Much of the guardian ad litem's opposition to removal centered on what she perceived to be respondent's history of short-term relationships, the potential instability of her relationship with her fiancé, and the impact that instability could have on the child. The district court, however, discounted these concerns stating "the Court has no basis to speculate that [respondent] and her fiancé are going to break up." Indeed, consistent with the guardian ad litem's own concerns about appellant's schedule, the district court found respondent's work schedule "is better for the child during the school year" than is appellant's work schedule, which would "require someone to come into [his] home up to 10 nights per month and from 7:00 a.m. to 7:00 p.m. at least one Saturday and one Sunday per month."[3] Thus, the district court implicitly found any potential instability in respondent's relationship with her fiancé was outweighed by the regular access to her child that respondent's job will allow.


The district court's July 1998 judgment denied appellant's motion for a "new trial." Because post-decree motions to modify custody do not involve a trial, new trial motions are not authorized in such proceedings. Huso v. Huso, 465 N.W.2d 719, 721 (Minn. App. 1991). Therefore, the district court did not err in denying father's motion.


[1] While this court construed this appeal to be from the district court's June 1998 judgment, we note that in July 1998, the district court amended its findings to state that the best-interests factors "are the relevant factors to be considered by the court[,]" and that those factors balance in respondent's favor.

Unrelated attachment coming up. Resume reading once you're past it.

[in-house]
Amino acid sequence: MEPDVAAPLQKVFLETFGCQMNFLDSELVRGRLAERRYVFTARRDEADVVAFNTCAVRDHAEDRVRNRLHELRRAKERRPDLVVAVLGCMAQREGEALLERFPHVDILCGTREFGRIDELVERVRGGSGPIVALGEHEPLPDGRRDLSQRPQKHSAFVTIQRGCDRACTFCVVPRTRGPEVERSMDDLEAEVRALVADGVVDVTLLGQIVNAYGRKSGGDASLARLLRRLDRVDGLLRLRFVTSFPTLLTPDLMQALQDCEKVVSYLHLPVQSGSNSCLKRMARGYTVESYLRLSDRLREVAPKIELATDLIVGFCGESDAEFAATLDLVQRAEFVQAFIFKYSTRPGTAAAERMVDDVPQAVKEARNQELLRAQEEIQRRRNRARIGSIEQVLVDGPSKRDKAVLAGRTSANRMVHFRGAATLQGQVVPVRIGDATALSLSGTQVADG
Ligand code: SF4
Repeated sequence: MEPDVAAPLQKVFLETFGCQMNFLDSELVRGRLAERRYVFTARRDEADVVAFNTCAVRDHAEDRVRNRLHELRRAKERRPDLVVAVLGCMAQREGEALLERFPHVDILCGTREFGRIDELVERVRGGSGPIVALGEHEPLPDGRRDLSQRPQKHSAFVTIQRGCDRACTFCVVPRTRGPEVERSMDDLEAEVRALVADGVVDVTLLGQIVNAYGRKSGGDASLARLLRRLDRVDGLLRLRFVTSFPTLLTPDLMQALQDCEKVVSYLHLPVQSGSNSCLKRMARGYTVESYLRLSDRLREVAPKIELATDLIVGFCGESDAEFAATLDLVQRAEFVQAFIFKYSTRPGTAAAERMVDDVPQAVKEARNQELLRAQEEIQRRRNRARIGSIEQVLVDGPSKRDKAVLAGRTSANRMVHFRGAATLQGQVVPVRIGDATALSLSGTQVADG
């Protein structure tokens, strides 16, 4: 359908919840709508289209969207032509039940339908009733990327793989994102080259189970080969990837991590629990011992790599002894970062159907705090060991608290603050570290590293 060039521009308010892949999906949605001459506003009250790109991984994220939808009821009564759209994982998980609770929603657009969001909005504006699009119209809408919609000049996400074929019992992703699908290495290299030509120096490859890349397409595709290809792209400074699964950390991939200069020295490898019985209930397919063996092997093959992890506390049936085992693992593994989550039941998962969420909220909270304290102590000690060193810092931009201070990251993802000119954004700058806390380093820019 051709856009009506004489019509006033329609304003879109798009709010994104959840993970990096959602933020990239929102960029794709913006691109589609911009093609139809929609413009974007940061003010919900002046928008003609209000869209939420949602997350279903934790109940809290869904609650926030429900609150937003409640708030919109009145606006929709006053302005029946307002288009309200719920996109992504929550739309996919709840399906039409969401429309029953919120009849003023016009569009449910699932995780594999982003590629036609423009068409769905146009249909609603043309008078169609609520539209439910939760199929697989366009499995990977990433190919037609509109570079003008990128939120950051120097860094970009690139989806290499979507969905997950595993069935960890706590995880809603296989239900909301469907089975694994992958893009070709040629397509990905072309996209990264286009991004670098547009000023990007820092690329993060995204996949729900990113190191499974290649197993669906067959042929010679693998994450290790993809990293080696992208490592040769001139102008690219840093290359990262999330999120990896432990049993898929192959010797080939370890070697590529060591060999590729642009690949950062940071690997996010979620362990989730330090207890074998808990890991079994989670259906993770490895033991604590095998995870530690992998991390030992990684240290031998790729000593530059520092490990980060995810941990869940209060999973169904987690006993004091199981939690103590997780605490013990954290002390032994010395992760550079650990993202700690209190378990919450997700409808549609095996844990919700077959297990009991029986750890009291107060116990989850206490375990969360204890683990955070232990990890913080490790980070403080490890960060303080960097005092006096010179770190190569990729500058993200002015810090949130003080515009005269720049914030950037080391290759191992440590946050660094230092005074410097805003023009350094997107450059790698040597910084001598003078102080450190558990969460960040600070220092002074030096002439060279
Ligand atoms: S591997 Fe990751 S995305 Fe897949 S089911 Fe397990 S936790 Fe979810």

[2] The amended findings state that while the child may initially have "emotional difficulties" as a result of removal, "there is no evidence that these difficulties will be any different than any other situation where a child who is close with both parents is separated from one."

[3] The district court amended this finding to state that the court considered each party's proposed living arrangements and that if custody were placed with appellant someone would frequently have to come into his home to care for the child, but that if custody were placed with respondent the child "would have consistent interaction and interrelationship with [respondent] each night and weekend." The amended finding also states that "[respondent's] work schedule is better for the child during the school year as it allows [respondent] and her fiancé to be with [the child] on evenings and weekends on a more consistent basis."